Cleveland Browns fans had every right to boo after epic collapse
CLEVELAND — In the aftermath of one of the most shocking collapses in Browns history, Myles Garrett wanted to have it both ways.
Needing only two sacks to set the Browns career record, two-time All-Pro Garrett said Friday he hoped fans in FirstEnergy Stadium would chant his name like they did a year ago if he had another memorable performance.
But after Sunday’s 31-30 home loss to the New York Jets in which the Browns blew a 13-point lead with 1:55 remaining, Garrett was disappointed that some in the crowd booed as they fled.
Asked if it made it worse to have such a collapse before an energized crowd for the home opener, Garrett said, “The more disappointing thing was the booing at the end. It was not the most optimal ending that we want. Of course, we want to win. Of course, we want to play out the game and it end 30-17 and we get a pick or a strip sack to end the game, but that’s not always how it goes.
“These guys are still putting our asses on the line and playing as hard as they can, and they should be respected as such. It’s two games. We have plenty more games to play, especially this next one coming up in front of the home crowd. We have a lot of time to correct what we’re doing, so we don’t want to see this crowd, this stadium give up on us this early. We want to see them completely behind us.
“It was disappointing for everybody. It’s absolutely disappointing for us as a team just knowing we had them with our foot on their throat and we didn’t finish ‘em. That’s completely on us. We learn from this and we correct it and come back strong.”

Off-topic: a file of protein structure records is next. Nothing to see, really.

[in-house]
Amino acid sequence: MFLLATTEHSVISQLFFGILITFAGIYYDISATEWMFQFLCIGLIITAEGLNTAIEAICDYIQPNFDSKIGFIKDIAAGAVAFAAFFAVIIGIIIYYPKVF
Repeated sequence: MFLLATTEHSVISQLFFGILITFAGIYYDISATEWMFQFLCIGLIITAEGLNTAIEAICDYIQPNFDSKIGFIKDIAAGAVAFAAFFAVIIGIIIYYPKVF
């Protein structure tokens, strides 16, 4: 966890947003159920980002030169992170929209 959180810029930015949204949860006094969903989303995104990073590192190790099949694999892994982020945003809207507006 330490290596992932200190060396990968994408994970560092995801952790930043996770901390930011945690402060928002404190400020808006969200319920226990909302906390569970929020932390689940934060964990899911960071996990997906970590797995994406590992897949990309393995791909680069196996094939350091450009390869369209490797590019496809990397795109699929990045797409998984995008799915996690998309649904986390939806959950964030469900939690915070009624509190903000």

Garrett is right that it’s too early to give up on the Browns, especially with their 1-1 record matched by the Steelers and Ravens and the defending AFC champion Bengals are 0-2. The Steelers visit for a nationally televised game Thursday.
But in this case, the boos were deserved.
According to ESPN Stats & Info, NFL teams had won the last 2,229 consecutive games when leading by at least 13 points in the final two minutes. The Browns were the last team to blow such a lead in Week 9 of the 2001 season against the Chicago Bears.
The coach that season was Butch Davis, the team’s best in the expansion era before the Browns’ Kevin Stefanski was named NFL Coach of the Year in 2020. Behind quarterback Tim Couch and defensive end Courtney Brown's three sacks and a fumble return for a touchdown, the Browns led 21-7. But Bears quarterback Shane Matthews threw two touchdown passes in the final 28 seconds and the Bears won 27-21 in overtime on a 16-yard interception return by Mike Brown.
That’s part of the reason the fans deserved to boo. They’ve been paying to watch or been glued to the tube for such mind-boggling losses for years.
The team’s alarming M.O. in the first two games also gave them the right to express their anger.
In the season-opening 26-24 victory at Carolina, when the Browns led 20-7 at halftime, the defense gave up 125 yards on two plays — receiver Robbie Anderson’s 75-yard touchdown reception and a 50-yard catch by tight end Ian Thomas. Both came on blown coverages.
That continued for the second consecutive week. Corey Davis caught a 66-yard touchdown pass from Joe Flacco to cut the Jets’ deficit to 30-24 with 1:22 remaining. Flacco threw the game-winning 15-yard touchdown to former Ohio State receiver Garrett Wilson with 22 seconds to go.